No! But some surprises might come after the Moriond conference, once theorists have time to combine and interpret the numerous improved results and newly designed analyses that will be presented over the next two weeks. New results will come not only from the Higgs boson searches but also from a plethora of new measurements. This is exactly what theorists need to put the Standard Model to the most stringent tests and find the way to a more encompassing theory. High precision measurements such as those presented by LHCb last year have a huge impact in removing some of the leeway in theoretical models.
The “Rencontres de Moriond” is the first major physics conference of the year. It will start on March 2 at an Italian ski resort. Traditionally, this is where most High Energy physics experiments present their latest results but this year, the conference might come too soon after data-taking stopped at the Large Hadron Collider (LHC), not giving enough time to the experiments to produce new results on all topics. The next updates will be prepared for the Large Hadron Collider Physics Conference in May, the European Physical Society Meeting in July and possibly for the CERN Council meeting in December to name a few.
Many people were hoping CMS and ATLAS, the two large multi-purpose experiments operating at the LHC at CERN, would finally announce that the boson discovered last year is really a Higgs boson. Unfortunately, it is still too early to say. Nevertheless, both experiments can be expected to show interesting updates on the new boson mass measurement, decay rates and spin, all of which will provide a clearer picture.
What will be of particular interest will be to see if the small deviations with respect to the Standard Model expectations observed last year by both experiments in various decay rates are going away or increasing. Both ATLAS and CMS obtained sometimes more, sometimes fewer events containing the new boson than what is expected from the Standard Model although these observations are all still consistent with the Standard Model. An excess of events in the two-photon decay rate could indicate that new particles contribute to the process, a possibility that many theorists hope would reveal the presence of supersymmetry.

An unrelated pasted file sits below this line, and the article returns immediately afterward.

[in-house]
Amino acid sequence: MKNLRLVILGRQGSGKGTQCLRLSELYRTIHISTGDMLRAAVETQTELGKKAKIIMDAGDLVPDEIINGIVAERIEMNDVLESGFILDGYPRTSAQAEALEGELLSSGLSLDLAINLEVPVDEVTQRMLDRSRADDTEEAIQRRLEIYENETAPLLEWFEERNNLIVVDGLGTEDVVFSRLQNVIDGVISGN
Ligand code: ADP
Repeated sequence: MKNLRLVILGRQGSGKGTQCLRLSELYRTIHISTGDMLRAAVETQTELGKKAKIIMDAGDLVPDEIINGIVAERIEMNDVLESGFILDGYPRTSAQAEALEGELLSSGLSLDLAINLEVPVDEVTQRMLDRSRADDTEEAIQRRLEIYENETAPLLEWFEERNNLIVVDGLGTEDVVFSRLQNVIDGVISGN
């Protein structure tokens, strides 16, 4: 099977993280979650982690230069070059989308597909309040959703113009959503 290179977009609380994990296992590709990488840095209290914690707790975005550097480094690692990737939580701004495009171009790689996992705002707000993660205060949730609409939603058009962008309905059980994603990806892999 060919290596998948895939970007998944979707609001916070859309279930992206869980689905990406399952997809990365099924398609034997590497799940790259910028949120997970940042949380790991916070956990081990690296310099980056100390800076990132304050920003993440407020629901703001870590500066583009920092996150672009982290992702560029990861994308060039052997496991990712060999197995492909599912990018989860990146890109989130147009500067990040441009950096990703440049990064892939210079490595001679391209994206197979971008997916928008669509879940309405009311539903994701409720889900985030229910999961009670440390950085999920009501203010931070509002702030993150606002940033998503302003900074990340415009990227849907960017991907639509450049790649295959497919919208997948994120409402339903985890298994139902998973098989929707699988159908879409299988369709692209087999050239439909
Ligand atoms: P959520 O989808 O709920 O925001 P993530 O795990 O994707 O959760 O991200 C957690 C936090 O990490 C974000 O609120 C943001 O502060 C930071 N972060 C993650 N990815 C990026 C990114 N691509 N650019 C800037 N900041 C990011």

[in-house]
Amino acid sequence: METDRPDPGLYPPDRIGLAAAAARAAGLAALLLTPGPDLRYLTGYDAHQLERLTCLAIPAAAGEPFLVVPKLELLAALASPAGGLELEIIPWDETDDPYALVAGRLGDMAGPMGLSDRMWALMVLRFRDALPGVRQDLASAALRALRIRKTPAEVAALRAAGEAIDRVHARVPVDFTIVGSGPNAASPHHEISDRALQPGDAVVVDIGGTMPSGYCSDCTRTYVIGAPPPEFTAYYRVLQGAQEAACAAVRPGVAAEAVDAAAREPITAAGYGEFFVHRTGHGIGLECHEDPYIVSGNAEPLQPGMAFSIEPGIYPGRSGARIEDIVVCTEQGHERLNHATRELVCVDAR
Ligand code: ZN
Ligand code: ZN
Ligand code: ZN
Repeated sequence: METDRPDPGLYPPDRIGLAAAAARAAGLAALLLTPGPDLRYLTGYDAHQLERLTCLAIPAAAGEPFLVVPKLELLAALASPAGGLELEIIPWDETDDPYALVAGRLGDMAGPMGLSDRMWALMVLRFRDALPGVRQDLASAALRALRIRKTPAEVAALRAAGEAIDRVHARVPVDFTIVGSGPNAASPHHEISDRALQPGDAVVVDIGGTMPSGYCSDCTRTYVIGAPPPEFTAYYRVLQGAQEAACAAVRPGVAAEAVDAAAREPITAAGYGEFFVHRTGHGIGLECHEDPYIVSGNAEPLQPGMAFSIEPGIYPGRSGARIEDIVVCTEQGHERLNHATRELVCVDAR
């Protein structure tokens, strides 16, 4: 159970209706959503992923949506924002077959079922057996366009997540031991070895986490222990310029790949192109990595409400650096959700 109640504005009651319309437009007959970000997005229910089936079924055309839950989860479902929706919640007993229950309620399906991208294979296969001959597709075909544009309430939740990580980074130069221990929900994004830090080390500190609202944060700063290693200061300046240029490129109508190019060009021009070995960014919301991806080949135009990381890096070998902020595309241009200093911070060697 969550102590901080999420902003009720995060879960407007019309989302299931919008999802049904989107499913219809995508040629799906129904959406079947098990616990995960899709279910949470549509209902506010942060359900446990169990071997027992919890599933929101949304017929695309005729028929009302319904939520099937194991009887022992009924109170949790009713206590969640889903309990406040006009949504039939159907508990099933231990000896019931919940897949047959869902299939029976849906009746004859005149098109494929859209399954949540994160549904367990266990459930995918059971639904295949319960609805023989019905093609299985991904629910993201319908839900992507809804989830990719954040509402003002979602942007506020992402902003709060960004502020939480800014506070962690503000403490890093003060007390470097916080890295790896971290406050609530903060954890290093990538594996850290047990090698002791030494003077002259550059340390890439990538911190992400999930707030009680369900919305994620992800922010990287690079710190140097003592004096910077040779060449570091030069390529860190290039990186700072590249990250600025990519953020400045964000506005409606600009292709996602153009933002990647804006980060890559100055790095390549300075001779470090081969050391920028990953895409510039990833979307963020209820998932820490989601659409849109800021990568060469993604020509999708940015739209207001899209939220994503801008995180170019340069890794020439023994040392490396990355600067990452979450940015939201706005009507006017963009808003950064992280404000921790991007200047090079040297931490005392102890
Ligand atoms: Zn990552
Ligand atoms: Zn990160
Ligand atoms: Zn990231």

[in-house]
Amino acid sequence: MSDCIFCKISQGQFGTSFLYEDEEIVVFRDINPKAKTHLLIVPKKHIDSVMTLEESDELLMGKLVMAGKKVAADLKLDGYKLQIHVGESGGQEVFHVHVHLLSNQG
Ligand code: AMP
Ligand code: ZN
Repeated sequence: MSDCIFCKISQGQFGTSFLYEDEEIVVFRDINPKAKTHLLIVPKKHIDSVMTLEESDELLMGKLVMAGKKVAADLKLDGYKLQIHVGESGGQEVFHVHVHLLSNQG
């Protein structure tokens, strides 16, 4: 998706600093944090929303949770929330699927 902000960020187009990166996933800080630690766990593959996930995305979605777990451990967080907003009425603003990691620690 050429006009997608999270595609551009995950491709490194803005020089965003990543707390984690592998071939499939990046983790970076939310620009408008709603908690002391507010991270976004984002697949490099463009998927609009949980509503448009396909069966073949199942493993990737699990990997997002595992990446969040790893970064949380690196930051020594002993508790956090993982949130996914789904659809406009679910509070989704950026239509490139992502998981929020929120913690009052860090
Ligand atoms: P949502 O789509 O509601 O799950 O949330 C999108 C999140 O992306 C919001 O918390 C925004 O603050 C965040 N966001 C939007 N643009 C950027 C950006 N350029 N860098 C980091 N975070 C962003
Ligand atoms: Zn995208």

A summary of all mass and decay rate measurements from ATLAS and CMS as of last December. The signal strength should be one for a Standard Model Higgs boson. The error margins are still too large everywhere to draw any conclusion.
New results will also be presented on searches for new particles such as heavier bosons or supersymmetric particles. Of course, if only one experiment observes a small deviation, the excitement will be limited until the other experiment responds. If both experiments see similar hints, it could get interesting.
Many physics topics will be covered and theorists will provide their latest models and interpretations. So stay tune over the next two weeks, as I will be reporting all the highlights from this conference as they unfold.
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